Tax Samaritan FBAR Disclosure Takeaways
International Data Exchange – What does it mean…
Offshore Voluntary Disclosure Program – More US Taxpayers Admit to Secret Swiss Accounts
FBAR Disclosure Filing – Reporting Your Foreign Bank and Financial Accounts
FBAR Willfulness – What does it mean?
Tax Samaritan Expatriate Tax Services
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Tax Samaritan is a team of Enrolled Agents with over 25 years of experience focusing on US tax preparation and representation. We maintain this tax blog where all articles are written by Enrolled Agents. Our main objective is to educate US taxpayers on their tax responsibilities and the selection of a tax professional. Our articles are also designed to help taxpayers looking to self prepare, providing specific tips and pitfalls to avoid.
When looking for a tax professional, choose carefully. We recommend that you hire a credentialed tax professional such as Tax Samaritan that is an Enrolled Agent (America’s Tax Experts). If you are a US taxpayer overseas, we further recommend that you seek a professional who is experienced in expat tax preparation, like Tax Samaritan (most tax professionals have limited to no experience with the unique tax issues of expat taxpayers).
Randall Brody is an enrolled agent, licensed by the US Department of the Treasury to represent taxpayers before the IRS for audits, collections and appeals. To attain the enrolled agent designation, candidates must demonstrate expertise in taxation, fulfill continuing education credits and adhere to a stringent code of ethics.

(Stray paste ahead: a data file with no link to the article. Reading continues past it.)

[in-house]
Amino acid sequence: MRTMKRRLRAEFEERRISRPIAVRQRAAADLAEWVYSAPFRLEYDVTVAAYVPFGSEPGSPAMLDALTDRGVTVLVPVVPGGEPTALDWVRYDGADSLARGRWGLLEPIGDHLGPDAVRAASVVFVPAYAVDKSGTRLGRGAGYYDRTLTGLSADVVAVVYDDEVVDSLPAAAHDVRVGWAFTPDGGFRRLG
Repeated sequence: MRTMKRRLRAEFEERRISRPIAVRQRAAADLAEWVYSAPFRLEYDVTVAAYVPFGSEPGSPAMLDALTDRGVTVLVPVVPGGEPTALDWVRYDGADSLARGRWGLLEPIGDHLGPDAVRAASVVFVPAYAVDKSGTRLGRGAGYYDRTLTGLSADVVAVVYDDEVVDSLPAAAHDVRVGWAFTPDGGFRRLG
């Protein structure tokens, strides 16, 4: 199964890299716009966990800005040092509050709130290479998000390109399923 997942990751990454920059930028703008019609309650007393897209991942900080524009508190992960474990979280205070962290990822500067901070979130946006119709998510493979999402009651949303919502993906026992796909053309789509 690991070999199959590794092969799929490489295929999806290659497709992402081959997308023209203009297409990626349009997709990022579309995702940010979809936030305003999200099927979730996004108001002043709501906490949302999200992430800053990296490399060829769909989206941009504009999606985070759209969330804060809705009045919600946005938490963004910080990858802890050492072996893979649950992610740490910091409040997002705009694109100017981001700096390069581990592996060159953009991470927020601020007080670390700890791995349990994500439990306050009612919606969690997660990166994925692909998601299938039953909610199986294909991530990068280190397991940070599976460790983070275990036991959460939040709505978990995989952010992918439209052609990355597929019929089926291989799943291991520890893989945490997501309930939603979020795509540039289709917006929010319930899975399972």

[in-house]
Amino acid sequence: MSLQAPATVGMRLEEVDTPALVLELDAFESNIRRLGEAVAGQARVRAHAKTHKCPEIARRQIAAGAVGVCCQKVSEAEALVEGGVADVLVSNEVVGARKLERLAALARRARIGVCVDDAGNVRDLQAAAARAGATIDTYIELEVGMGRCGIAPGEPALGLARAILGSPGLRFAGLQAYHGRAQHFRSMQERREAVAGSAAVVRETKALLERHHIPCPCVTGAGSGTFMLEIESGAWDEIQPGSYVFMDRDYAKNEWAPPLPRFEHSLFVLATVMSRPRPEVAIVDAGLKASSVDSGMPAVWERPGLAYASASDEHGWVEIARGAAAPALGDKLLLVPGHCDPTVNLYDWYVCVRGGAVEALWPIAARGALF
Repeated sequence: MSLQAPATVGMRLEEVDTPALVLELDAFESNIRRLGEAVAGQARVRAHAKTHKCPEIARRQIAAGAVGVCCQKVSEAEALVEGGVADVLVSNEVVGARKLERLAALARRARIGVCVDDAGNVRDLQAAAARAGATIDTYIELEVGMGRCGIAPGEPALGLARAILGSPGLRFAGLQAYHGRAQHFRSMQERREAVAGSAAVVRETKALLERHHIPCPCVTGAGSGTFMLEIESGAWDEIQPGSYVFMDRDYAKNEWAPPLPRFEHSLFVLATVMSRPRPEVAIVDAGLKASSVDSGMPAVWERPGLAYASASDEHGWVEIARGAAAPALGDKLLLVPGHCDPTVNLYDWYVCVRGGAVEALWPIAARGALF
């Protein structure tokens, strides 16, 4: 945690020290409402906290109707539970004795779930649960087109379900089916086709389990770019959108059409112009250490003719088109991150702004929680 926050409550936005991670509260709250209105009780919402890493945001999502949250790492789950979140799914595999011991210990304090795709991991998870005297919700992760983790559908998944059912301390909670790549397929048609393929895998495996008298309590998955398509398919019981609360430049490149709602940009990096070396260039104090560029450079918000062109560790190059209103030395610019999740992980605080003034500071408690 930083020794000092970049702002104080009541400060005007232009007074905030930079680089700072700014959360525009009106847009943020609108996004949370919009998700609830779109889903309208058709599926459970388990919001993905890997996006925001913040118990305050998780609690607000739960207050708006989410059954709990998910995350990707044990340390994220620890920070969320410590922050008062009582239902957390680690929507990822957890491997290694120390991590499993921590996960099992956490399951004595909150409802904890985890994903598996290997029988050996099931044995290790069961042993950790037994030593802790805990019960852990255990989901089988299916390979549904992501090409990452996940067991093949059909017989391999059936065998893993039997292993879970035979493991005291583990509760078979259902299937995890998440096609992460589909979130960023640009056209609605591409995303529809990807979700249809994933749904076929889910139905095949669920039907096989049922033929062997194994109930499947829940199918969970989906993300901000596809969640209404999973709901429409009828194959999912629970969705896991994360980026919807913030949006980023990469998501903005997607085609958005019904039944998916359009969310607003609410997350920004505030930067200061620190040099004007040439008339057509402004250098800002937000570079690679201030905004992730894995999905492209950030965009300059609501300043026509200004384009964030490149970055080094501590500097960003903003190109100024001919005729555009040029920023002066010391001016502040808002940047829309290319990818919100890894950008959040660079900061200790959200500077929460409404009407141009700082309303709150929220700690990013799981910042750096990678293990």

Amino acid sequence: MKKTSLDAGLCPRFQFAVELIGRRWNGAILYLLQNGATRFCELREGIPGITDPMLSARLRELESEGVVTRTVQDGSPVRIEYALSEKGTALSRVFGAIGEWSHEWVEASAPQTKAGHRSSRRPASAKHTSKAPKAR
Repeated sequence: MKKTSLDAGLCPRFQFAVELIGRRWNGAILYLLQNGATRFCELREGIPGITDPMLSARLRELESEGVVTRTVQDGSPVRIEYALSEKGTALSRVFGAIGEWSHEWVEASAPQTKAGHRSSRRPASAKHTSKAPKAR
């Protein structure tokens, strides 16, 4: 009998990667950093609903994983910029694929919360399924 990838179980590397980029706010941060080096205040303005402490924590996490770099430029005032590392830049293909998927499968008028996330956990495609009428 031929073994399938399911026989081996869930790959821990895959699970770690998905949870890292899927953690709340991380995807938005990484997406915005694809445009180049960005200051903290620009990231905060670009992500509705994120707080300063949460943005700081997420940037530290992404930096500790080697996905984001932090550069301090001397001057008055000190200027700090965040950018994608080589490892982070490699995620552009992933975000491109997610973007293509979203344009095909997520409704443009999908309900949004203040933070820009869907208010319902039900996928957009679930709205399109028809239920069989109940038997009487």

Every effort has been taken to provide the most accurate and honest analysis of the tax information provided in this blog. Please use your discretion before making any decisions based on the information provided. This blog is not intended to be a substitute for seeking professional tax advice based on your individual needs.
I am French and have a child born in US. We now live in France where I work.
I have no more economic interest in US.
Should my little girl (4 years old) fill an IRS form for her saving account (christmas money, so less than the 10000$ threshold)?
If yes which form: W8ben, W9…?
Hi Anais, if your child is a US person (i.e. US citizen) and meets the filing requirements (i.e. the $10,000 aggregate value of all foreign accounts), then an FBAR (FinCen Form 114) should be filed.
All About Randall Brody
Randall is the Founder of Tax Samaritan, a boutique firm specializing in the preparation of taxes and the resolution of tax problems for Americans living abroad, as well as the other unique tax issues that apply to taxpayers. Here, they help taxpayers save money on their tax returns.